“Soak up the water. Take everything out. Find the leak. Call neighbor Mark. He knew how to repair it.  By evening, everything was put back into a dry cabinet.  Whew!

 Tuesday afternoon: The TV in my office was not working. A call to the vendor lasted for two hours. His message “Your TV is old and needs to be replaced”, didn’t solve my problem but added to it.  I was mulling over how I would get a new TV when the tech called me back…” I’m going to give you a number to call.  Write this number down.”

 “Who am I calling?” “Vizio, the maker of your TV.”  “What am I supposed to tell him?”  “That your cable box is ok. TV is not.” The Vizio tech asked me to use the Vizio control.  I’m using a Verizon control.”

“Find your Visio control.” He instructed.  “It’s small and black with Vizio written on it. I’ll wait”.  I was pretty confident I had never seen one, but since Jim never threw anything away, I checked where he would have stored it.  And sure enough, there it was and hurried back to my office.  “I found it.”

“Check the batteries”, he said.  I was not only surprised that I could open the back but equally surprised that there were no batteries in it. “Do you have batteries?”  “Yes”, I replied. But I’m not good at putting batteries in.”  “I’ll hold and guide you in putting batteries in,” he said calmly, like he had all day. At this point, I must admit to you, my readers, that I had never put a battery into anything until after Jim was gone. He liked doing hands-on-jobs. So, I’m a pure novice.

 “Now, I’m going to need your help”, the tech warned.  “Ok, I am good at following instructions”.  He asked me to press different buttons and asked, “Is the TV on?”  It would come on, then go off again. He asked me to press other buttons.  No change. Finally, he said, “Do you see the output button?”  “Yes”.

“Press that button about 20 times in a row”, which I did. Lo and behold! a picture appeared on my TV.  “Your TV is old”, he said, “but it will last you for a long time.”  I felt good. Relieved. Ready to get back to work and resume writing. I think the lady next door could hear me sigh a sigh of relief.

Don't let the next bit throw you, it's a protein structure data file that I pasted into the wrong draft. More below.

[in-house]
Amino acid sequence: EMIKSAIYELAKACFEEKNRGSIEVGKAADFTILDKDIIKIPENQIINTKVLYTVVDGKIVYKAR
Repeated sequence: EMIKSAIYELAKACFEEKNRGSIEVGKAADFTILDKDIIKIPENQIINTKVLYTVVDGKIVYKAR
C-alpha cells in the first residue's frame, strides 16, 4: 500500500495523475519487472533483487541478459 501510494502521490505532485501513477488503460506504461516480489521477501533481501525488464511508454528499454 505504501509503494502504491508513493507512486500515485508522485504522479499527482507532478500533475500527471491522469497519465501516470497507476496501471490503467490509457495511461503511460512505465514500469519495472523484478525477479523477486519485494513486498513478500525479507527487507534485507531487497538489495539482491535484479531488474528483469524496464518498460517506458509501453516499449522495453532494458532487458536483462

The next day, when I was ready to post the blog, there was no internet. The rep at the vendor again set me up with a tech who checked everything out and said, “Do you have a laptop?”  I did. “See if you get internet on your laptop”. Which I said would take a few minutes to go after it and turn it on. “I’ll hold”, he said.  Well, what do you know! My laptop had the internet. “Your computer must be the problem. How long have you had it?  “Several years”. Who put it in?” “My grandson”.   “Is he near?”  “Yes, he lives locally.”  “Ask him if he can fix the problem.”

 I texted Kurt, who is not only my blog advisor but my computer person, as well.  He said he’d stop the next day. He came; 20 min later he was on his way out.  He fixed it.  Updated drivers.  The tech from the Philippines did call to learn if my grandson fixed it and how.

 All through talking with techs when I didn’t have time to talk—six hours all told--I remained calm, intentionally asking the Lord to help me not to think and plan ahead before I needed to and to give me patience with a tech whose second language is English.’  Discovering the X in Xmas blog was posted later than I planned but before Christmas. A sigh of relief! My journal entry was: “Three things in two days were a bit much for me.  I am thankful to the Lord that I got through the series of problems that couldn’t have been solved without help.”

 But, the next morning, I noticed a red light on my upright, packed freezer. Immediately, my heart began to drop, wondering where I could store all that food. “Slow down,” I told myself, “Don’t borrow problems. You are not alone; God is here with you.”  Dan, the freezer repairman said, “I’ll be right over. I live close by. It just needs a new control box—I have one in the truck.” 

 Therefore, …let us throw off everything that hinders…and let us run with perseverance the race marked out for us. Heb 10:35 (NIV).

 Make every effort to add to your faith goodness; and to goodness, knowledge; and to knowledge, self-control; and to self-control, perseverance; and to perseverance, godliness….2 Pet. 1:6 (NIV).